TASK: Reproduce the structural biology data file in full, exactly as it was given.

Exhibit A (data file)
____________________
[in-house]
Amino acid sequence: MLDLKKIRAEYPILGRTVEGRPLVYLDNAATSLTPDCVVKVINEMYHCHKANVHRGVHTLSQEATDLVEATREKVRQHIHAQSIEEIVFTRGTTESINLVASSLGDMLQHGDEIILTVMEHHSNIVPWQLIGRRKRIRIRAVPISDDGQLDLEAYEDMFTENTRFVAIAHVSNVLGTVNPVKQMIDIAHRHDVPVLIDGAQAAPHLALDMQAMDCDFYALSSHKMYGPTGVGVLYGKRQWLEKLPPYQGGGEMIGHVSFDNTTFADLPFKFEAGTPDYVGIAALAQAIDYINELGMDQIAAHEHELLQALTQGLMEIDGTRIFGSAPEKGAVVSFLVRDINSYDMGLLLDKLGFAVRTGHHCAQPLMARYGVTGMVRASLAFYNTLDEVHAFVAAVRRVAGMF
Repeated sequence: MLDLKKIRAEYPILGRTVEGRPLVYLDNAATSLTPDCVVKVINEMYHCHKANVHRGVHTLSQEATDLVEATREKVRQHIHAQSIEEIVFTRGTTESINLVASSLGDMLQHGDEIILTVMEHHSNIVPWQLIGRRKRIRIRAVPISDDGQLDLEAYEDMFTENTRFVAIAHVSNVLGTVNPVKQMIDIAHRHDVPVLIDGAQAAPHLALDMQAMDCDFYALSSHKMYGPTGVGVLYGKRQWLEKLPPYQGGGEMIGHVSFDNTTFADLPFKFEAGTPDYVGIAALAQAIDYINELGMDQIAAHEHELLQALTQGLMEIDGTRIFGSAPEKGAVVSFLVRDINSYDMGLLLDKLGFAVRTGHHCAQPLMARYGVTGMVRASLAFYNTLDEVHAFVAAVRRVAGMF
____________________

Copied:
[in-house]
Amino acid sequence: MLDLKKIRAEYPILGRTVEGRPLVYLDNAATSLTPDCVVKVINEMYHCHKANVHRGVHTLSQEATDLVEATREKVRQHIHAQSIEEIVFTRGTTESINLVASSLGDMLQHGDEIILTVMEHHSNIVPWQLIGRRKRIRIRAVPISDDGQLDLEAYEDMFTENTRFVAIAHVSNVLGTVNPVKQMIDIAHRHDVPVLIDGAQAAPHLALDMQAMDCDFYALSSHKMYGPTGVGVLYGKRQWLEKLPPYQGGGEMIGHVSFDNTTFADLPFKFEAGTPDYVGIAALAQAIDYINELGMDQIAAHEHELLQALTQGLMEIDGTRIFGSAPEKGAVVSFLVRDINSYDMGLLLDKLGFAVRTGHHCAQPLMARYGVTGMVRASLAFYNTLDEVHAFVAAVRRVAGMF
Repeated sequence: MLDLKKIRAEYPILGRTVEGRPLVYLDNAATSLTPDCVVKVINEMYHCHKANVHRGVHTLSQEATDLVEATREKVRQHIHAQSIEEIVFTRGTTESINLVASSLGDMLQHGDEIILTVMEHHSNIVPWQLIGRRKRIRIRAVPISDDGQLDLEAYEDMFTENTRFVAIAHVSNVLGTVNPVKQMIDIAHRHDVPVLIDGAQAAPHLALDMQAMDCDFYALSSHKMYGPTGVGVLYGKRQWLEKLPPYQGGGEMIGHVSFDNTTFADLPFKFEAGTPDYVGIAALAQAIDYINELGMDQIAAHEHELLQALTQGLMEIDGTRIFGSAPEKGAVVSFLVRDINSYDMGLLLDKLGFAVRTGHHCAQPLMARYGVTGMVRASLAFYNTLDEVHAFVAAVRRVAGMF